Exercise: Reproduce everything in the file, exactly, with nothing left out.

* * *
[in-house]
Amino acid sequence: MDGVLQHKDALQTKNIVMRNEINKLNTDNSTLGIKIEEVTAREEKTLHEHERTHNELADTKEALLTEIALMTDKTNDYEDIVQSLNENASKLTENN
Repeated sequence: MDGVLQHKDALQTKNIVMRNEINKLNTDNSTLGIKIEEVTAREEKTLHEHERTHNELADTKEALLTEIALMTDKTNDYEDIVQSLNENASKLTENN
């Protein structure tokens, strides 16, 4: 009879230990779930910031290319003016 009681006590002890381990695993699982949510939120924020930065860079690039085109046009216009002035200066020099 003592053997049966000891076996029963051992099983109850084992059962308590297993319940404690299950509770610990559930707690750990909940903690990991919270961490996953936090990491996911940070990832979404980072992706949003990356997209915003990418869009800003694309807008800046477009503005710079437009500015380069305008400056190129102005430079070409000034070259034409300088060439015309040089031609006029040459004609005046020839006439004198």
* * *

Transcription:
[in-house]
Amino acid sequence: MDGVLQHKDALQTKNIVMRNEINKLNTDNSTLGIKIEEVTAREEKTLHEHERTHNELADTKEALLTEIALMTDKTNDYEDIVQSLNENASKLTENN
Repeated sequence: MDGVLQHKDALQTKNIVMRNEINKLNTDNSTLGIKIEEVTAREEKTLHEHERTHNELADTKEALLTEIALMTDKTNDYEDIVQSLNENASKLTENN
């Protein structure tokens, strides 16, 4: 009879230990779930910031290319003016 009681006590002890381990695993699982949510939120924020930065860079690039085109046009216009002035200066020099 003592053997049966000891076996029963051992099983109850084992059962308590297993319940404690299950509770610990559930707690750990909940903690990991919270961490996953936090990491996911940070990832979404980072992706949003990356997209915003990418869009800003694309807008800046477009503005710079437009500015380069305008400056190129102005430079070409000034070259034409300088060439015309040089031609006029040459004609005046020839006439004198």